Nigerian Dwarf Dairy Goats

for people who love the littlest dairy goats

I have been reading about pooch tests. Anyone feel like they are experienced enough to weigh in on accuracy. Had the vet out to the farm to confirm pregnancy on goat and he said he couldn't give a definite yes or no. He palpatated her tummy and first thought he didn't feel anything. But then when he was showing me how he thought he might have after all. She has a bag on her and it is looking good and her ligaments are starting to loosen. I think I'm not 100% I'm in the right spot. The vet tried her udder for collustrom but only got "honey?" Not sure what that means...

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I don't have an answer to your actual question, as I have never tried a pooch test/bumping myself, and I have no idea what "honey" is unless a bee has made it...but I wanted to share that, for future reference, if you'd like to be sure that a goat is pregnant you can get them blood tested through Biotracking. :) They accept owner samples as well as vet samples. I've used them for CAE testing before, and I usually order red top tubes from them, and they have been great to work with.

http://www.biotracking.com/goats

The pooch test can be incredibly accurate depending upon how poochy the goat's vulva is. Some goats look like they're going to explode any second, so in those cases, it's 100% accurate as a non-pregnant goat would never have a vulva that looks like that unless maybe a nest full of hornets stung her vulva. Some goats just look a little puffy. Generally the closer they are to kidding, the puffier they are, and some do start to look puffy a couple months before kidding. It's not a yes/no thing. There is a huge continuum of puffiness.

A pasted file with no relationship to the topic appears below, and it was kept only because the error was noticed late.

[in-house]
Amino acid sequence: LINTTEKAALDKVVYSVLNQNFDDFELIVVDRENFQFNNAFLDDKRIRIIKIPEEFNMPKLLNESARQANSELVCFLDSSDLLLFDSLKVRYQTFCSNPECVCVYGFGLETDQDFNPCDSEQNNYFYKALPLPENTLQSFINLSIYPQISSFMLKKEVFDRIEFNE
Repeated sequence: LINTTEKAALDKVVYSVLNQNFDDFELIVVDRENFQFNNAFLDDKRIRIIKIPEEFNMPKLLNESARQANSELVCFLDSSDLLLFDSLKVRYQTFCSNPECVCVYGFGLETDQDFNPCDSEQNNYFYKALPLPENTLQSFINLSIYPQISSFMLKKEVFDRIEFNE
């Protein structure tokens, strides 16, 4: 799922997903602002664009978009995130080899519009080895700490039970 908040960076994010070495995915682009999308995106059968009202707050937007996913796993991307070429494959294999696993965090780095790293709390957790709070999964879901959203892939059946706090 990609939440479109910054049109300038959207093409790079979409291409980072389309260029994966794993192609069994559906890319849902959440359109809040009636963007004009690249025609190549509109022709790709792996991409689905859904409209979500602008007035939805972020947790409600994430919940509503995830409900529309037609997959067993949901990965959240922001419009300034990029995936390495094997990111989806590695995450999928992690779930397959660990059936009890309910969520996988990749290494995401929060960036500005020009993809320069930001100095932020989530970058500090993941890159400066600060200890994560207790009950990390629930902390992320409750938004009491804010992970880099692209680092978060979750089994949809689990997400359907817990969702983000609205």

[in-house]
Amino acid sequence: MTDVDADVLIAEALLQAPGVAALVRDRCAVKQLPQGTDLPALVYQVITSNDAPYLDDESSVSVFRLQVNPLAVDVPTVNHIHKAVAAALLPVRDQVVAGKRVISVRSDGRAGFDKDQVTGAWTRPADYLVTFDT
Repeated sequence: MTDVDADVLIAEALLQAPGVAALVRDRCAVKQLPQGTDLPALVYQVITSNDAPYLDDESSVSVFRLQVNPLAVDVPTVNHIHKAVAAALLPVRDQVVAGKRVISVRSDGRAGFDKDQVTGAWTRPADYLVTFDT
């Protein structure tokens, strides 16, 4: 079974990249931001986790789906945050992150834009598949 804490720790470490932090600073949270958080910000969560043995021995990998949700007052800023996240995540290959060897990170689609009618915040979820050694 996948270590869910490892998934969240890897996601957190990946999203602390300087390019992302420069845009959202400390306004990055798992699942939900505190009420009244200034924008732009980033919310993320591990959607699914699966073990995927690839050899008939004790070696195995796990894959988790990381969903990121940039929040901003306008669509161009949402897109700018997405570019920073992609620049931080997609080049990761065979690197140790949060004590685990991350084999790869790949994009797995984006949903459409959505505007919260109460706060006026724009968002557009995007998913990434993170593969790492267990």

Palpating and bumping seems to be a gift that some people have and others don't. I've not been very good at it myself, and I know someone who's been breeding for close to 20 years and says she's never gotten the hang of it either. Unless your vet actually raises goats, I wouldn't put too much weight on his assessment of the situation based upon palpation.

As for the colostrum ... personally I'd leave the teats alone because they have a "plug" in them that keeps out bacteria until the kid starts nursing. You don't want the goat to freshen with mastitis, and besides that, there is simply no reason to see what is in her teats. A clear, thick, sticky liquid is normal at this stage, and it is not something that you need to be evaluating. The size of the udder is a good indicator, and there are no risks in simply looking at the udder.

I totally understand that you are really excited about your goat kidding, but try to relax. :) A number of us on this board have pen bred at various times, and ultimately it is not a really big deal if you don't have an exact due date. And at this point, it would be impossible to get a good due date. Goat science is simply not that advanced. You can look at some of the older posts in the "Kidding" section on here to see pictures and read experiences of others as they awaited their first kids.

She had her babies today at 11:00 AM. They are perfect and beautiful.
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Yay! Congratulations! :-D So happy for you!

Congratulations!

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